In conclusion, we have demonstrated experimentally and theoretically the existence of 1D localized oscillations in a high finesse fiber cavity. In the well-known Lugiato-Lefever equation describing such cavities , these dynamical regimes at higher values of the detuning remained hidden [24, 28, 30]. It is in this region of operation that a wealth of oscillatory behavior can be found. We have theoretically demonstrated the presence of different time-periodic oscillatory states and various chaotic states. A clear connection between the model parameters of a mean-field model for the fiber cavity and the experimental device parameters is provided. As the predicted dynamical regimes of the 1D cavity soliton are experimentally accessible by working with higher finesse optical cavities (such as, e.g., microresonators [25, 26]), we believe that this paper provides the necessary information for a future observation of the different dynamical states of the 1D cavity soliton. As such solitons are linked to so-called Kerr frequency combs , we foresee these dynamical regimes to have a strong impact on the field of microresonator-based Kerr frequency combs .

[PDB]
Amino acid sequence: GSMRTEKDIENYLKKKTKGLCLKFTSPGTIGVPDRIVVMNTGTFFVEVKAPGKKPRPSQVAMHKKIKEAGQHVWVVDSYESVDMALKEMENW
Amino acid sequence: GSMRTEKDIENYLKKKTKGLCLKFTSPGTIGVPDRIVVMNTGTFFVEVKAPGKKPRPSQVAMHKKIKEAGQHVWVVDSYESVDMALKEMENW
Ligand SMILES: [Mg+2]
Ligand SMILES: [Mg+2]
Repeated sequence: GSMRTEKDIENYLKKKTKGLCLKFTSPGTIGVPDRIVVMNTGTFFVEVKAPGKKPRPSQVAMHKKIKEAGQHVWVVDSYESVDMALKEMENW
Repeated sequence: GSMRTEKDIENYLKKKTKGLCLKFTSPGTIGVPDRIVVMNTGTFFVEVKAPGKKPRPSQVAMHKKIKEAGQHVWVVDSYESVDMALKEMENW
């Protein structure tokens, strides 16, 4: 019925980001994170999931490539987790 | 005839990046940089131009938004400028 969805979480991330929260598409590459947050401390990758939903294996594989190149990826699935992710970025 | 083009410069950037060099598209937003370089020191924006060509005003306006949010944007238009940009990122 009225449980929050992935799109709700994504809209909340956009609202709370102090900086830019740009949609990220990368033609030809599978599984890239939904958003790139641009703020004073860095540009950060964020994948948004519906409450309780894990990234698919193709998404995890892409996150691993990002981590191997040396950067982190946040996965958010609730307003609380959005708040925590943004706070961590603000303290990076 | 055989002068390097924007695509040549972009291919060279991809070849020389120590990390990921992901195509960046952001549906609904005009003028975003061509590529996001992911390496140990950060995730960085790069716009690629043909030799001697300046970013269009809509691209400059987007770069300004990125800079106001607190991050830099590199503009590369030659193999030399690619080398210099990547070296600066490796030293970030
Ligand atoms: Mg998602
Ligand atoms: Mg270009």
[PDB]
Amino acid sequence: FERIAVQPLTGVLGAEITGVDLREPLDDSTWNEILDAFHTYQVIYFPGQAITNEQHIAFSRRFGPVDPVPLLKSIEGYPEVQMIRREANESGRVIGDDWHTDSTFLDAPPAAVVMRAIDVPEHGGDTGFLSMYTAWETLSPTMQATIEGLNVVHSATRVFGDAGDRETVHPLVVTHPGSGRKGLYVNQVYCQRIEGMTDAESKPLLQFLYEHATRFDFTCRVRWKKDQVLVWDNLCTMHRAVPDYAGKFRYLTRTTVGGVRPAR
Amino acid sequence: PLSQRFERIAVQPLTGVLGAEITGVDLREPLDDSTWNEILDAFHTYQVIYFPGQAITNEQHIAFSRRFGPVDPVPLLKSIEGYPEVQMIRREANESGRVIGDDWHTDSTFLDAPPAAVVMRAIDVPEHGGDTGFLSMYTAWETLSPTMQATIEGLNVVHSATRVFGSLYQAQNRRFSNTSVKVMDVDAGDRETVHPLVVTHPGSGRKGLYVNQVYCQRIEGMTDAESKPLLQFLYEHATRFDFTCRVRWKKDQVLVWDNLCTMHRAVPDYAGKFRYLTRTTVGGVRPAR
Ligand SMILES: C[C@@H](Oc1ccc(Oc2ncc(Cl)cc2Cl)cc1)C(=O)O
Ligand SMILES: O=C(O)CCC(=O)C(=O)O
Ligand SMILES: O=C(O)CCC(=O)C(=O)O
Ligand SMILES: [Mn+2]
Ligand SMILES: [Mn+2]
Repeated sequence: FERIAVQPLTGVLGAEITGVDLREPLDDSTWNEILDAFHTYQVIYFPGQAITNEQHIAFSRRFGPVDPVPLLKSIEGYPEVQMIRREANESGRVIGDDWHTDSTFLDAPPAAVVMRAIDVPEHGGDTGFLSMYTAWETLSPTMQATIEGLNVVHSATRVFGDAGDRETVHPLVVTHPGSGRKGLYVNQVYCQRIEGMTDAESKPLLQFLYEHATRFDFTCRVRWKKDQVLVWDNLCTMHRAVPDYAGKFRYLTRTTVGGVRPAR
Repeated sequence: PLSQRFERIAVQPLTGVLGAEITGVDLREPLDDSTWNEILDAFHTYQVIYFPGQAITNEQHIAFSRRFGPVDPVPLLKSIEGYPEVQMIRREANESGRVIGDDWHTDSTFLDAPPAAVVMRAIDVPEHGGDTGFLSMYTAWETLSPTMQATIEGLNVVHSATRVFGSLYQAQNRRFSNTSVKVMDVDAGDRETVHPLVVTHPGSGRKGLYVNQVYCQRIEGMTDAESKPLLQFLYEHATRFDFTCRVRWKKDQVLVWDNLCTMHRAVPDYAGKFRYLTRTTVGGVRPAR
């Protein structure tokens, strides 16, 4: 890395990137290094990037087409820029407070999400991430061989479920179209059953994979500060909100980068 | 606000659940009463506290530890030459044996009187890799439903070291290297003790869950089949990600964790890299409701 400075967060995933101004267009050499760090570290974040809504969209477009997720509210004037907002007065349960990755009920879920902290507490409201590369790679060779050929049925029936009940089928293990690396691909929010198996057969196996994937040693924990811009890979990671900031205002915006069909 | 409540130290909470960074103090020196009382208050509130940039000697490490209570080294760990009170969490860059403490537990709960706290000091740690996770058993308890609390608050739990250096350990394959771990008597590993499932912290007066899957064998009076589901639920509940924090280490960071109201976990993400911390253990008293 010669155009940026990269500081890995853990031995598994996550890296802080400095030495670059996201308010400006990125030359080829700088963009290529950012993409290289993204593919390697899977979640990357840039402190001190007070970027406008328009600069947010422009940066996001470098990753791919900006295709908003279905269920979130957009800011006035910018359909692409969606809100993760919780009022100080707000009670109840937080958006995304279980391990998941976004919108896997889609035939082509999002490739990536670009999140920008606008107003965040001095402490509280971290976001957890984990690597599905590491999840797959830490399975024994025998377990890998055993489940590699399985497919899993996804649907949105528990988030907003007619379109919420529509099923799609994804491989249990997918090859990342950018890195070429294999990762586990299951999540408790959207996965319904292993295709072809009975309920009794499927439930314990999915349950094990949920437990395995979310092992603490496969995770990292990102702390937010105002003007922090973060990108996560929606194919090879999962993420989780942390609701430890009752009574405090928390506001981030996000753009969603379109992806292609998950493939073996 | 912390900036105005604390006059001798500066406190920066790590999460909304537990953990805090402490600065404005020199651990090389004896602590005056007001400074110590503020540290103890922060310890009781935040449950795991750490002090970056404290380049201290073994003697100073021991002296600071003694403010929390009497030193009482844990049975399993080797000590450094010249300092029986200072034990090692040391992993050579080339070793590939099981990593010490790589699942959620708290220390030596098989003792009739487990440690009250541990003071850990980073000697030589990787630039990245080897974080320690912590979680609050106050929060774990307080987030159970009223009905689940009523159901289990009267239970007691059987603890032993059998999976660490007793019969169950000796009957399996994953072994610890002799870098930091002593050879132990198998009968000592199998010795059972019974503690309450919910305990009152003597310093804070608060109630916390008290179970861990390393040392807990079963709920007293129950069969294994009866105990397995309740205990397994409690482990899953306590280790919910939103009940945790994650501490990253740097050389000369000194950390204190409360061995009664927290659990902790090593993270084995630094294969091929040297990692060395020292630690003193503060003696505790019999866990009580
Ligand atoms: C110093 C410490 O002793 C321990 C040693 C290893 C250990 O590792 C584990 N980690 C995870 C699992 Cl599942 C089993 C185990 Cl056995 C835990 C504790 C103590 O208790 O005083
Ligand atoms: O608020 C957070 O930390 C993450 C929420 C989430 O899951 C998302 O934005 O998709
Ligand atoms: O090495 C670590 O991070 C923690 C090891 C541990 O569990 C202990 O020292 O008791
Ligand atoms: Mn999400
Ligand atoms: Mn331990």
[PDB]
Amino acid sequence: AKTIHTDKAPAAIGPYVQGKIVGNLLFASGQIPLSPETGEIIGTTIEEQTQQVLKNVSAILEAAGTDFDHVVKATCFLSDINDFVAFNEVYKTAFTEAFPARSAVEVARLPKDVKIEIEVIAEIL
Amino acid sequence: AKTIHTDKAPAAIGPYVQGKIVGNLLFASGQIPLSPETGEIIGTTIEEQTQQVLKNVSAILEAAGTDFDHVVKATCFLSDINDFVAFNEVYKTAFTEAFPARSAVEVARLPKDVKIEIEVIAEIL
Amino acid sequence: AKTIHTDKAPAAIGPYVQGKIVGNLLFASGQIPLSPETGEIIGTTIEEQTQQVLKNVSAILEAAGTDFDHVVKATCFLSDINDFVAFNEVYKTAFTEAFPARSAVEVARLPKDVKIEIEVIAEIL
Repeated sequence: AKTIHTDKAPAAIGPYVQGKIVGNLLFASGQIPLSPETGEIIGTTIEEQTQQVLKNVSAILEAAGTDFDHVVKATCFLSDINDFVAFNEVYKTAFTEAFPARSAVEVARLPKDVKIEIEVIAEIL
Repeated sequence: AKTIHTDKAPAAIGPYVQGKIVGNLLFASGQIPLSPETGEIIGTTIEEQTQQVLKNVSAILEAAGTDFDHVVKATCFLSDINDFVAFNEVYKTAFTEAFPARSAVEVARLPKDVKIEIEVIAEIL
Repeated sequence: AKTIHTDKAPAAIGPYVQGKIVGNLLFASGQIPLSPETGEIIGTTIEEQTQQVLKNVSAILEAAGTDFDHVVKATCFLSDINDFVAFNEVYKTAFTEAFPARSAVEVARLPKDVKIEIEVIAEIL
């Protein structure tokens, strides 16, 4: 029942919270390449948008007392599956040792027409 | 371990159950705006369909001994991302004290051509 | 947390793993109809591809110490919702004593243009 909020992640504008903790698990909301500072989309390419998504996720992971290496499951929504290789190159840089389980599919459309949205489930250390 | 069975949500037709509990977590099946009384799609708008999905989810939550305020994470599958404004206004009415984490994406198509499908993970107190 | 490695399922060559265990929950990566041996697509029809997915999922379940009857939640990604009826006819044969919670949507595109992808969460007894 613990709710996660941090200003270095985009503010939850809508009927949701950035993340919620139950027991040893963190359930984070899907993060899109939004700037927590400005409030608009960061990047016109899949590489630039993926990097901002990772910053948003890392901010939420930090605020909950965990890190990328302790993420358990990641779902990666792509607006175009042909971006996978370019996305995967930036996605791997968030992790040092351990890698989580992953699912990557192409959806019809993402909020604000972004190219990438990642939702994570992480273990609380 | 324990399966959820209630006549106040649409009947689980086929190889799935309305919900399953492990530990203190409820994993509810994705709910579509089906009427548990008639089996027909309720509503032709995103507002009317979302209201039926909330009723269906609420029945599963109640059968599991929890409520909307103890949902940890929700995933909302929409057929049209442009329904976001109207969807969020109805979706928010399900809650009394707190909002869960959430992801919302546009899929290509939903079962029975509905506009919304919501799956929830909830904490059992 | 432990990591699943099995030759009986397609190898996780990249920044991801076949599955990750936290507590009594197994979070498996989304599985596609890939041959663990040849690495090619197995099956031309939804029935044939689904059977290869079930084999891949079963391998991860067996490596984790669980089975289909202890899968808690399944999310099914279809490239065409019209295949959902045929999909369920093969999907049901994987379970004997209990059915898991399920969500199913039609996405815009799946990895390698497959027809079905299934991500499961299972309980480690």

We thank D. Gomila for interesting discussions. This research was supported by the Research Foundation - Flanders (FWO) and the Belgian Science Policy Office (BelSPO) under Grant No. IAP 7–35. S. Coen also acknowledges the support of the Marsden Fund of the Royal Society of New Zealand.